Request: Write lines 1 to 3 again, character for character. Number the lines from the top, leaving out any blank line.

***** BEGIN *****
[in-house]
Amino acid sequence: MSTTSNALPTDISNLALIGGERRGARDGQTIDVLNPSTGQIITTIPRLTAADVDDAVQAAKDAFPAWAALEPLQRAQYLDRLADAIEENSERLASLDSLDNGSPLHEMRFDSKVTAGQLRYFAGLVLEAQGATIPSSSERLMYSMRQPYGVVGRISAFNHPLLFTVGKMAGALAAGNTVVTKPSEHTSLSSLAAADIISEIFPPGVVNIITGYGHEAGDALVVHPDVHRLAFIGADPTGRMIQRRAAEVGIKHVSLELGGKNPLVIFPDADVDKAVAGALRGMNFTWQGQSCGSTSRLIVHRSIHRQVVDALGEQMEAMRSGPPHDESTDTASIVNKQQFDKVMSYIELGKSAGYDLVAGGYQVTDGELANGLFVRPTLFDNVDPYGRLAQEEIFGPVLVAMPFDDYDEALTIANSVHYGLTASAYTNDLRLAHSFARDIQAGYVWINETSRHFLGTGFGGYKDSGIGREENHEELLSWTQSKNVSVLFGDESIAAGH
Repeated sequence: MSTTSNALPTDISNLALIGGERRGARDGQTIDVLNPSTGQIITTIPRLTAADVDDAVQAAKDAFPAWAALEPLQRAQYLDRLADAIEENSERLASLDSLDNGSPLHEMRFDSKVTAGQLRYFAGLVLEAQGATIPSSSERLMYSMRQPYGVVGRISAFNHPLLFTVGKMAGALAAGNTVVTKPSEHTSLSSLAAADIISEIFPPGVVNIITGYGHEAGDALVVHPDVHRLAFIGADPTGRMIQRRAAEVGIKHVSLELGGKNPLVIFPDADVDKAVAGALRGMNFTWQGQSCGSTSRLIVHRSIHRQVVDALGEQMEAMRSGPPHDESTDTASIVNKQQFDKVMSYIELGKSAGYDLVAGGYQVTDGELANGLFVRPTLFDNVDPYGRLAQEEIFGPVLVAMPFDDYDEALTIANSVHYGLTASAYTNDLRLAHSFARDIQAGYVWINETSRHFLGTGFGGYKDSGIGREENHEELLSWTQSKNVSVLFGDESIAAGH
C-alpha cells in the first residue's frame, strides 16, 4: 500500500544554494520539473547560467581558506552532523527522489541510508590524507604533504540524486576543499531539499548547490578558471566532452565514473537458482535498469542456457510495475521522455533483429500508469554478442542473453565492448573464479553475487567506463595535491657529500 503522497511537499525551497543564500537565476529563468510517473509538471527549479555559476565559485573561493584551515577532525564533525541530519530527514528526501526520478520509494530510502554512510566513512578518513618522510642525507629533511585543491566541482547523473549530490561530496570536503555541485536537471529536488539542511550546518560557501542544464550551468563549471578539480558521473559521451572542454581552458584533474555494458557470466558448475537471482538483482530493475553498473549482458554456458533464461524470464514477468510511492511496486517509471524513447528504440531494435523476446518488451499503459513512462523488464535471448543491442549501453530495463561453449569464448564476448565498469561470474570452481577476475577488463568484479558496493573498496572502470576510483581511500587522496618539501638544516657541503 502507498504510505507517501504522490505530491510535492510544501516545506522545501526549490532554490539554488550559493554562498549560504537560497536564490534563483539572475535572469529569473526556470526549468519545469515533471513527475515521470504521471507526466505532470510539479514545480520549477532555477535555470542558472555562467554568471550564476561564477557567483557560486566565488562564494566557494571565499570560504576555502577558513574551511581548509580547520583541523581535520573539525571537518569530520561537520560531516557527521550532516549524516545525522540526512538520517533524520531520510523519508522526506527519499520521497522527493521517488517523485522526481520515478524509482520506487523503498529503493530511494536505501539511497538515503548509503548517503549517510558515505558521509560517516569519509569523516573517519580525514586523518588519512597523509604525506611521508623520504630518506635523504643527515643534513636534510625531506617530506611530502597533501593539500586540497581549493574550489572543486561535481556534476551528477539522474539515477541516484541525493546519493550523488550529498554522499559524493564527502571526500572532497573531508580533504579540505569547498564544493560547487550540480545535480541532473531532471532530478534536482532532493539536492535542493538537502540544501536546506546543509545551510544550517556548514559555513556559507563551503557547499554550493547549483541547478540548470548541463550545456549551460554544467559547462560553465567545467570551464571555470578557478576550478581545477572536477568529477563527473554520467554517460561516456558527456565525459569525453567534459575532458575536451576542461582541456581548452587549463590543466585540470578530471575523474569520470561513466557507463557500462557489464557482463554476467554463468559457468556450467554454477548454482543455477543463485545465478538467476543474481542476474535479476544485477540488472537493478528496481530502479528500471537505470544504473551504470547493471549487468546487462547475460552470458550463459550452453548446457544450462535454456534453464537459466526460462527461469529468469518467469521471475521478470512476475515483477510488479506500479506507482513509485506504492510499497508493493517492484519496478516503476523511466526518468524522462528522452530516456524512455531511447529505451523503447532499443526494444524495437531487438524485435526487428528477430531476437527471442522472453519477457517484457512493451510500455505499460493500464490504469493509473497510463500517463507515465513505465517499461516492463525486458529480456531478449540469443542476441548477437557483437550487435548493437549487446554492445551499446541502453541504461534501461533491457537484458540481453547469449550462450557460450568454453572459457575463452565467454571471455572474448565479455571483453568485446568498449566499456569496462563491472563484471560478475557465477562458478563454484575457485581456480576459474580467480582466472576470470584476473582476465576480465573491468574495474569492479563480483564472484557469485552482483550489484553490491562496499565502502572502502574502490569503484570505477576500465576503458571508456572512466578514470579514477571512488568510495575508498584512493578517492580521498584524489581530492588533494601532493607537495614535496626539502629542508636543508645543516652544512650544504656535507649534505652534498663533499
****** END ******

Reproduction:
[in-house]
Amino acid sequence: MSTTSNALPTDISNLALIGGERRGARDGQTIDVLNPSTGQIITTIPRLTAADVDDAVQAAKDAFPAWAALEPLQRAQYLDRLADAIEENSERLASLDSLDNGSPLHEMRFDSKVTAGQLRYFAGLVLEAQGATIPSSSERLMYSMRQPYGVVGRISAFNHPLLFTVGKMAGALAAGNTVVTKPSEHTSLSSLAAADIISEIFPPGVVNIITGYGHEAGDALVVHPDVHRLAFIGADPTGRMIQRRAAEVGIKHVSLELGGKNPLVIFPDADVDKAVAGALRGMNFTWQGQSCGSTSRLIVHRSIHRQVVDALGEQMEAMRSGPPHDESTDTASIVNKQQFDKVMSYIELGKSAGYDLVAGGYQVTDGELANGLFVRPTLFDNVDPYGRLAQEEIFGPVLVAMPFDDYDEALTIANSVHYGLTASAYTNDLRLAHSFARDIQAGYVWINETSRHFLGTGFGGYKDSGIGREENHEELLSWTQSKNVSVLFGDESIAAGH
Repeated sequence: MSTTSNALPTDISNLALIGGERRGARDGQTIDVLNPSTGQIITTIPRLTAADVDDAVQAAKDAFPAWAALEPLQRAQYLDRLADAIEENSERLASLDSLDNGSPLHEMRFDSKVTAGQLRYFAGLVLEAQGATIPSSSERLMYSMRQPYGVVGRISAFNHPLLFTVGKMAGALAAGNTVVTKPSEHTSLSSLAAADIISEIFPPGVVNIITGYGHEAGDALVVHPDVHRLAFIGADPTGRMIQRRAAEVGIKHVSLELGGKNPLVIFPDADVDKAVAGALRGMNFTWQGQSCGSTSRLIVHRSIHRQVVDALGEQMEAMRSGPPHDESTDTASIVNKQQFDKVMSYIELGKSAGYDLVAGGYQVTDGELANGLFVRPTLFDNVDPYGRLAQEEIFGPVLVAMPFDDYDEALTIANSVHYGLTASAYTNDLRLAHSFARDIQAGYVWINETSRHFLGTGFGGYKDSGIGREENHEELLSWTQSKNVSVLFGDESIAAGH